Thanks to new improvements in Hue, CDH 5.2 offers the best GUI yet for using Hadoop.
CDH 5.2 includes important new usability functionality via Hue, the open source GUI that makes Apache Hadoop easy to use. In addition to shipping a brand-new app for managing security permissions, this release is particularly feature-packed, and is becoming a great complement to BI tools from Cloudera partners like Tableau, MicroStrategy, and Zoomdata because a more usable Hadoop translates into better BI overall across your organization!
Impala authentication can now be handled by a combination of LDAP and Kerberos. Here’s why, and how.
Impala, the open source analytic database for Apache Hadoop, supports authentication—the act of proving you are who you say you are—using both Kerberos and LDAP. Kerberos has been supported since release 1.0, LDAP support was added more recently, and with CDH 5.2, you can use both at the same time.
Using LDAP and Kerberos together provides significant value;
This new feature, jointly developed by Cloudera and Intel engineers, makes management of role-based security much easier in Apache Hive, Impala, and Hue.
Apache Sentry (incubating) provides centralized authorization for services and applications in the Apache Hadoop ecosystem, allowing administrators to set up granular, role-based protection on resources, and to review them in one place. Previously, Sentry only designated administrators to GRANT and REVOKE privileges on an authorizable object.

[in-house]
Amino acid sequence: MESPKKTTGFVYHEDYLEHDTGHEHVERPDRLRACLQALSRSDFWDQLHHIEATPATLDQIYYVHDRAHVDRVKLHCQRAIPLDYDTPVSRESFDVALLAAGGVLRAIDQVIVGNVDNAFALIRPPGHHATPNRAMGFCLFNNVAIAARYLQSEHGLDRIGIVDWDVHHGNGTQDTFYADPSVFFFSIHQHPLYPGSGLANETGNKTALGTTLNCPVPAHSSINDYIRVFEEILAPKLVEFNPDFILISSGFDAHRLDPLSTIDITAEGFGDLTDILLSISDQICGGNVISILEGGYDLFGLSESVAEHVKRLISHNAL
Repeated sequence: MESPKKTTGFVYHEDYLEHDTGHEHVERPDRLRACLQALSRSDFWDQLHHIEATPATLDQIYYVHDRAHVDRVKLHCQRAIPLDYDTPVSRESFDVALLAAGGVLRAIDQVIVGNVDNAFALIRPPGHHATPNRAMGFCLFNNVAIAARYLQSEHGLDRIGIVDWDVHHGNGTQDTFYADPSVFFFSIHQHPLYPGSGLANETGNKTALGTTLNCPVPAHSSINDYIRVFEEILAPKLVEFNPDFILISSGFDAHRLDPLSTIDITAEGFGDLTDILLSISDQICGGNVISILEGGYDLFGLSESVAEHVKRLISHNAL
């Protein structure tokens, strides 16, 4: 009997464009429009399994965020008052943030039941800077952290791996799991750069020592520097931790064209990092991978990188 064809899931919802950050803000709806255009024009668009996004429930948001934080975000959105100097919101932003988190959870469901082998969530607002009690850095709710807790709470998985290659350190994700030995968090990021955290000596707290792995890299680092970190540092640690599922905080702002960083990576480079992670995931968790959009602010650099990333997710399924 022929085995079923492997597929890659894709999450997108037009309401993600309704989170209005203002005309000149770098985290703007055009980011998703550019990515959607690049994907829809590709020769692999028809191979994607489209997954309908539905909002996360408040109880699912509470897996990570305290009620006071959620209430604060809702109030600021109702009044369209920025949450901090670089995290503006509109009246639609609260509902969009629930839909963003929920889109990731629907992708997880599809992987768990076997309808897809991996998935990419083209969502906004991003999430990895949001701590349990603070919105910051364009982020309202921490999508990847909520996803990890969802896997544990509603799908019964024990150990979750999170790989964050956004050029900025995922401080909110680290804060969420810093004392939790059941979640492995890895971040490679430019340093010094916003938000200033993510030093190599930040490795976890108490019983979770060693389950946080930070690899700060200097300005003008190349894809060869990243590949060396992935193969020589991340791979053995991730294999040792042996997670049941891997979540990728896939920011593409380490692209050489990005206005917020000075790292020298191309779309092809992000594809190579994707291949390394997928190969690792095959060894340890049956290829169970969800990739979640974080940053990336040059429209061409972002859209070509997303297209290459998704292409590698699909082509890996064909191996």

Impala 2.0 is the most SQL-complete/SQL-compatible release yet.
As we reported in the most recent roadmap update (“What’s Next for Impala: Focus on Advanced SQL Functionality”), more complete SQL functionality (and better SQL compatibility with other vendor extensions) is a major theme in Impala 2.0.
In this post, we’ll describe the highlights (not a complete list), and provide links to the docs that drill-down on these functions.
Cloudera Labs contains ecosystem innovations that one day may bring developers more functionality or productivity in CDH.
Since its inception, one of the defining characteristics of Apache Hadoop has been its ability to evolve/reinvent and thrive at the same time. For example, two years ago, nobody could have predicted that the formative MapReduce engine, one of the cornerstones of “original” Hadoop, would be marginalized or even replaced. Yet today, that appears to be happening via Apache Spark,